So let us not be in two minds, my brethren, but let us endure in hope so that we receive our due reward. God is faithful and he has promised to give everyone the due reward of his actions. So if we have acted righteously in God’s eyes we shall enter into his kingdom and receive what he has promised, that no eye has seen and no ear has heard, things beyond the mind of man.
  Let us expect the kingdom of God hourly in love and righteousness, seeing that we do not know the day of his coming. Let us do penance. At present we are full of malice and madness, so now let us revive, let us come back to life, to good life. Let us wipe off the slime of our old sins and by doing heartfelt penance let us recover our health. Let us not be sycophantic. Let us seek men’s favour solely by our righteousness, both in the Church and outside it, so that the holy Name is not blasphemed because of us.
Responsory
℟. Stand firm, immovable in your resolve, doing your full share continually in the task the Lord has given you,* since you know that in the Lord’s service you cannot labour in vain.
℣. Never weary of doing good,* since you know that in the Lord’s service you cannot labour in vain.

Let us pray.
Defend us, Lord, against every distress
so that, unencumbered in body and soul,
  we may devote ourselves to your service in freedom and joy.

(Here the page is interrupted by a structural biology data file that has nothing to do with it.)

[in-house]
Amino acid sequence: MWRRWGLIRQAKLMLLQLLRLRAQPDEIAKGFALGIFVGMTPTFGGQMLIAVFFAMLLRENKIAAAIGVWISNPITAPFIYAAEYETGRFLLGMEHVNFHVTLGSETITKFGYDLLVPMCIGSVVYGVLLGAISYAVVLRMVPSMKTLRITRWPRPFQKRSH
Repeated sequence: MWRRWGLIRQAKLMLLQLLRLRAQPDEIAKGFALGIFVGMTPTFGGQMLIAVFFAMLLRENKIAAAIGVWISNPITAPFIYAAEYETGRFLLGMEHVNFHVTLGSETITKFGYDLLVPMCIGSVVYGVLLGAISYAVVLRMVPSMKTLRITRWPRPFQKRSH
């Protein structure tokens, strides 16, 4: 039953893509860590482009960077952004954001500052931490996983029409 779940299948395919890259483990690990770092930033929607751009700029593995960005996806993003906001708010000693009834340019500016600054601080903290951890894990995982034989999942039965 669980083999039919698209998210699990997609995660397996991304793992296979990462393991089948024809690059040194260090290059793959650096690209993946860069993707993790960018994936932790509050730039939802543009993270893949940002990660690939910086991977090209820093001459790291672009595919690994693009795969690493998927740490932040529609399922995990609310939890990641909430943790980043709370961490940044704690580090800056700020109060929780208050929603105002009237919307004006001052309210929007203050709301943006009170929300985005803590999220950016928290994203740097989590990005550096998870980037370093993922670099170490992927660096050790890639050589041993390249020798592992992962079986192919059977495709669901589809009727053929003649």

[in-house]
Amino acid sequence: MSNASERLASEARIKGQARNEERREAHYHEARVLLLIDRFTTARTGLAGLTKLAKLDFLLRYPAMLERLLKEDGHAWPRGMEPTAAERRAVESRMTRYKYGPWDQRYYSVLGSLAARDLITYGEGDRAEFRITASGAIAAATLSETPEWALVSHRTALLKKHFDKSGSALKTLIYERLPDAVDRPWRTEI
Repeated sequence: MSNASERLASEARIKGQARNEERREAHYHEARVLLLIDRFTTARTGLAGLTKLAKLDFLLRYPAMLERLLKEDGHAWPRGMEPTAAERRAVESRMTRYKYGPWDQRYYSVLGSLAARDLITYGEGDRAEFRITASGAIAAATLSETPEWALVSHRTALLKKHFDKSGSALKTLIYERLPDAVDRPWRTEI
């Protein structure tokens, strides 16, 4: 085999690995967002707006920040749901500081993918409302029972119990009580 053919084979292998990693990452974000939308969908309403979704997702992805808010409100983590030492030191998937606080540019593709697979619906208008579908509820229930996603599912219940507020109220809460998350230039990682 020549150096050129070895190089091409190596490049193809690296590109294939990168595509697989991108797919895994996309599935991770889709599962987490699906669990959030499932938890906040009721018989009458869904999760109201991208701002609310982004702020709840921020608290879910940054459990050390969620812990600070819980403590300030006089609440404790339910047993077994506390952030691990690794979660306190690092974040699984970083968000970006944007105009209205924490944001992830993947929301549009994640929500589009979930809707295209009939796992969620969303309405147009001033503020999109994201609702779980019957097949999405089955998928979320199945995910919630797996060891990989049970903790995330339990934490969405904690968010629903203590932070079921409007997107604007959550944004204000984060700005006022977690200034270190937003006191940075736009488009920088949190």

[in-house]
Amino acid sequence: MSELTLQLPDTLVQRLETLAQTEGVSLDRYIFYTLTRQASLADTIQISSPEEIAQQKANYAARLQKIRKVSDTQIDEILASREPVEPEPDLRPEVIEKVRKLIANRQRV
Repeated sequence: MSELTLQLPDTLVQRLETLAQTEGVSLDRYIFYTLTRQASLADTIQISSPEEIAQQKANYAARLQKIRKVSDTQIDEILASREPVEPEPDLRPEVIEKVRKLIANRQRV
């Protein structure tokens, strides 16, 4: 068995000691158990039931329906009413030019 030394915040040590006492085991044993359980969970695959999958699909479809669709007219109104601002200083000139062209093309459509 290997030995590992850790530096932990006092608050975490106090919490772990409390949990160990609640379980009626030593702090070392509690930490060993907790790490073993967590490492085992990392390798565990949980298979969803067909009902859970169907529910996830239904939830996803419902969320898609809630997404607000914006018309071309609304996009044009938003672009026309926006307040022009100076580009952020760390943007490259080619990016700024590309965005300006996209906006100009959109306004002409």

Through our Lord Jesus Christ, your Son,
  who lives and reigns with you in the unity of the Holy Spirit,
  one God, for ever and ever.
Amen.

Let us praise the Lord.
– Thanks be to God.

The psalms and canticles here are our own translation. The Grail translation of the psalms, which is used liturgically in most of the English-speaking world, cannot be displayed on the Web for copyright reasons. The Universalis apps, programs and downloads do contain the Grail translation of the psalms.

You can also view this page in Latin and English.

Copyright © 1996-2018 Universalis Publishing Limited: see www.universalis.com. Scripture readings from the Jerusalem Bible are published and copyright © 1966, 1967 and 1968 by Darton, Longman & Todd, Ltd and Doubleday, a division of Random House, Inc, and used by permission of the publishers.
 
This web site © Copyright 1996-2018 Universalis Publishing Ltd · Contact us · Cookies/privacy
(top